Each touched upon what it means to have someone so close to them in all aspects of life, both in training and on the monotonous journey racing from city to city. With overall guidance from coaches Wetmore and Burroughs, the pair have progressed together.
"I think you're so much better with partners than on your own," Simpson said. "On the track, you can be much more consistent when you're not always carrying the load every single workout. Even if Emma and I have slightly different assignments, sometimes we can find ways to merge and help each other through intervals even if we're not identical assignments the whole workout. I definitely think it's better."
Race Results Weekly took the chance to dig one step deeper, asking the pair what quality they admire most in one another.
"She has this animalistic drive when it comes to racing that she can turn this switch and become this beast that gets the job done every time. I think I really admire her fierce attitude in races," said Coburn, taking a quick glance in Simpson's direction.
Simpson admires Coburn's ability to keep on an even keel no matter the situation. Whether it's at the Olympics or training at high altitude, Coburn never lets emotions get the best of her.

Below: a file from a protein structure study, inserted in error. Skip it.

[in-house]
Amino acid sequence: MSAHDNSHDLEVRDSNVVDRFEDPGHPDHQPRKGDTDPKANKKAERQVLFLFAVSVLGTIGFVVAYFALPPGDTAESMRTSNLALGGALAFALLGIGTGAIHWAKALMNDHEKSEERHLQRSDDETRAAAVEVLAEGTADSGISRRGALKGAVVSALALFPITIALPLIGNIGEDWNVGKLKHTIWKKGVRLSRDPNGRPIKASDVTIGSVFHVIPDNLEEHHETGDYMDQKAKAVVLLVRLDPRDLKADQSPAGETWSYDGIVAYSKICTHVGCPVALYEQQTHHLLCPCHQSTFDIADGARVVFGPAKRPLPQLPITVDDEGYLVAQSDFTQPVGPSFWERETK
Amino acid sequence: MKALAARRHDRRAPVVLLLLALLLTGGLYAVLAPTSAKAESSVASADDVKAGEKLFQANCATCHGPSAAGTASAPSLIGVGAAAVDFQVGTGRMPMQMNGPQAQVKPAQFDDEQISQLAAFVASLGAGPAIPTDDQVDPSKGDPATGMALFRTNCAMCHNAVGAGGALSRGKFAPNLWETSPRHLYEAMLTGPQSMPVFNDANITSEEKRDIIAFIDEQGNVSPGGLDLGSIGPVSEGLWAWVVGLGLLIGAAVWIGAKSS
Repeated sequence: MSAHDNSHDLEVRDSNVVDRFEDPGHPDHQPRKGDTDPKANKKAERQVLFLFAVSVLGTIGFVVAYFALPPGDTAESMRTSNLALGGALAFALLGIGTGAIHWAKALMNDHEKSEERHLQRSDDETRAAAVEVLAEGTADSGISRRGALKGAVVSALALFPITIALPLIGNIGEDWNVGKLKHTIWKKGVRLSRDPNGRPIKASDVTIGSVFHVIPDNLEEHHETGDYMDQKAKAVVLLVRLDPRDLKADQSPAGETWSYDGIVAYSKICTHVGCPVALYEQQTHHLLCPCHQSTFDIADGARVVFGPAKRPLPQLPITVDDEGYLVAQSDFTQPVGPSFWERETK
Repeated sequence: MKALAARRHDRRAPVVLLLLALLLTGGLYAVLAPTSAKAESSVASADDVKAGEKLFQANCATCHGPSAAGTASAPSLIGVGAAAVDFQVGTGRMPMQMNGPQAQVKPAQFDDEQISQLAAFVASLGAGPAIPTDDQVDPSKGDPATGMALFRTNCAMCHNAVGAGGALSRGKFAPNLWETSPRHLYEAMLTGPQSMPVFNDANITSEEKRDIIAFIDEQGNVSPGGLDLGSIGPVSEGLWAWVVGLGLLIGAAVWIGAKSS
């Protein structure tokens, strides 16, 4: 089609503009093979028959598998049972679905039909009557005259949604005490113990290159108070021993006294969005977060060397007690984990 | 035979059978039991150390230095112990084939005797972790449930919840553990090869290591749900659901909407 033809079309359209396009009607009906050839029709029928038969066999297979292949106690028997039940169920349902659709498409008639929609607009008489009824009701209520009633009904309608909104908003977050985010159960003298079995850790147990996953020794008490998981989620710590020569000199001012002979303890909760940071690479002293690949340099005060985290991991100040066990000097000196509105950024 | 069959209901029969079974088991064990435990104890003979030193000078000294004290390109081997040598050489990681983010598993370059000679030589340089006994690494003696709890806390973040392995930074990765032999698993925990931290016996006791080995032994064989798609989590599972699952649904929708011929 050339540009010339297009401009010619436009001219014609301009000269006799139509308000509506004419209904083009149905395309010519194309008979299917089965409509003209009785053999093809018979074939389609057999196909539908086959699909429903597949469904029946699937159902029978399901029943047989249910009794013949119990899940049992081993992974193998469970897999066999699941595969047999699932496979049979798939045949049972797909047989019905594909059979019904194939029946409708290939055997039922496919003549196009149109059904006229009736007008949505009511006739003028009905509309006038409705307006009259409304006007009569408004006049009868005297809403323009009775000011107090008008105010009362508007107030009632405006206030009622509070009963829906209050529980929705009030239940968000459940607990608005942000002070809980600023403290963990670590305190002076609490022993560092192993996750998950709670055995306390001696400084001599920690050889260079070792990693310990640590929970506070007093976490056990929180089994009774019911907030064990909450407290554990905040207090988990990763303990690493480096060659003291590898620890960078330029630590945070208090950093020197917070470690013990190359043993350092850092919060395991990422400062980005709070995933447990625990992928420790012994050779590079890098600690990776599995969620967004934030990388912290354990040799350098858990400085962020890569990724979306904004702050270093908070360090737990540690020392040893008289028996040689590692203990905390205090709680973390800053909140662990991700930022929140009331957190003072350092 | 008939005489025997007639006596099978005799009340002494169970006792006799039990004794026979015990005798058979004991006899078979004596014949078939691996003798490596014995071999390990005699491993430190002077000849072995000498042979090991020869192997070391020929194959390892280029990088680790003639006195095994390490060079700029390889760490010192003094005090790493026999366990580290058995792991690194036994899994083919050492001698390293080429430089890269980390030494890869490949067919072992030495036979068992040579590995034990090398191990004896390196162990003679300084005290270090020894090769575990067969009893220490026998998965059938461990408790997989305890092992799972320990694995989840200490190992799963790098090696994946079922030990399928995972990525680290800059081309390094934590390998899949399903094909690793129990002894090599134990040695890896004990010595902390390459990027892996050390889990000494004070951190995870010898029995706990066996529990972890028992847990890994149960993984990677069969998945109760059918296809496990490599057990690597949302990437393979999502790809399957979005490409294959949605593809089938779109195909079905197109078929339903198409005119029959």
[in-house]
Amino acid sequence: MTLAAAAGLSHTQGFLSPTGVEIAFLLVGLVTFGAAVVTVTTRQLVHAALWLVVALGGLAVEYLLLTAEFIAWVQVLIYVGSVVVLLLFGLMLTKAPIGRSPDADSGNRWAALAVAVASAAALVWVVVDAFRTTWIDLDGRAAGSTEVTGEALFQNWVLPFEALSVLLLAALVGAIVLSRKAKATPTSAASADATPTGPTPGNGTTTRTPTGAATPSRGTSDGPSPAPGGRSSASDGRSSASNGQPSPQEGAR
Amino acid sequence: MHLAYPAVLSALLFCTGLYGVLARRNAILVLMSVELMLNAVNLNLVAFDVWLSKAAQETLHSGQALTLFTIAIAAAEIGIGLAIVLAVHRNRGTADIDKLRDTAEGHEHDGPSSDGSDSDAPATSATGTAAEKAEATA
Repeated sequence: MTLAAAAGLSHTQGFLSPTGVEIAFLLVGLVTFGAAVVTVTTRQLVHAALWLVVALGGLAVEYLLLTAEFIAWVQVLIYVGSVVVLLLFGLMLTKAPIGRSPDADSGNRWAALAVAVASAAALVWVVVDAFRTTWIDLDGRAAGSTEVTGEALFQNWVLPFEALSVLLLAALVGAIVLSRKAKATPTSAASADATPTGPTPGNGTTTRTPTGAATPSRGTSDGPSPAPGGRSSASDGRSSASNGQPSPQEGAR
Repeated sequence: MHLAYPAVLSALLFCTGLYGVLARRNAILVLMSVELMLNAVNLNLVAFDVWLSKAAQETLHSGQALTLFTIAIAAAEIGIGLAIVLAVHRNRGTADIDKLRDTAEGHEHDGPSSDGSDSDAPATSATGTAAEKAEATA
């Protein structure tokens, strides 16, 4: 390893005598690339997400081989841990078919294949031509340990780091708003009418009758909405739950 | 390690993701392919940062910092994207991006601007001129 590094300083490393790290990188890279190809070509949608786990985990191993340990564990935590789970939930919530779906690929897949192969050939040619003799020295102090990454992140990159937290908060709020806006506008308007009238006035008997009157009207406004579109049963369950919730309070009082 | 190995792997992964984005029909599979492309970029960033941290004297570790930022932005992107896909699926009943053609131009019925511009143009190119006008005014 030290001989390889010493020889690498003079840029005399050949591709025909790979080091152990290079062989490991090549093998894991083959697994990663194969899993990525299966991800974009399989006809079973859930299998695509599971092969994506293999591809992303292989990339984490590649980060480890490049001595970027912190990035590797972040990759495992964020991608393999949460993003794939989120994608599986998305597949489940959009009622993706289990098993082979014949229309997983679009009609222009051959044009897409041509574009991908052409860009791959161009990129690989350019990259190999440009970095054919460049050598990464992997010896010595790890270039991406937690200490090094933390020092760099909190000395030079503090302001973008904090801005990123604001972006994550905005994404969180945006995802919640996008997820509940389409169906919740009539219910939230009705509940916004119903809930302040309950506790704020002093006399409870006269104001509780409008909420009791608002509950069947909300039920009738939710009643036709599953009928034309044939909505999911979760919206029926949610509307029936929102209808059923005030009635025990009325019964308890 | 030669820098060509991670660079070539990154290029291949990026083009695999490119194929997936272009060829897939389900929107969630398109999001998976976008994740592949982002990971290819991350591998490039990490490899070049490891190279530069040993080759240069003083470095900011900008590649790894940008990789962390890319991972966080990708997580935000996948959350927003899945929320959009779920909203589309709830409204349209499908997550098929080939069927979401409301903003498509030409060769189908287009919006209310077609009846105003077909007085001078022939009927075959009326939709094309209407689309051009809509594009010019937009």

"She doesn't have huge emotional highs and huge emotional lows. She doesn't get rattled very easy," Simpson said. "That's so evident through her racing. Her racing embodies that characteristic to the most extreme degree: she can be running as hard as she can and she looks really calm. Then she can win a bronze medal and come through, and has this really excited reaction but it's not overly dramatic and crazy. I really, really admire that about her because I think she's a better person and better athlete going through different extreme situations in life because she can really hold her emotions in life and really just plow through."
It wouldn't be a true sister relationship if the pair didn't reveal a secret or two on the other.
"She LOVES kids movies," Coburn said of Simpson, giggling to herself. "The Lego Movie is her favorite movie ever. She grew up near Orlando so she's very into Disney. But she loves, loves kids movies."
And about Coburn?
"She is really, really, really into cake decorating videos right now. She's been telling me all these details about cake decorating, how different cakes are made," said Simpson. "Emma's really funny in that she gets into internet videos of themes. Whatever the theme is at the moment, she's super into it. I think the background on her phone right now is some decorated cakes."
In the end, the pair are in it together through thick and thin, Olympic medals and tough days at the track.
"We're human being beings. Not every single day is going to be perfect, you're not always going to get along perfectly, but when you have a really similar goal and similar personalities, you're definitely, definitely better working together," Simpson said. "It's a lot more like siblings at this point in a lot of ways."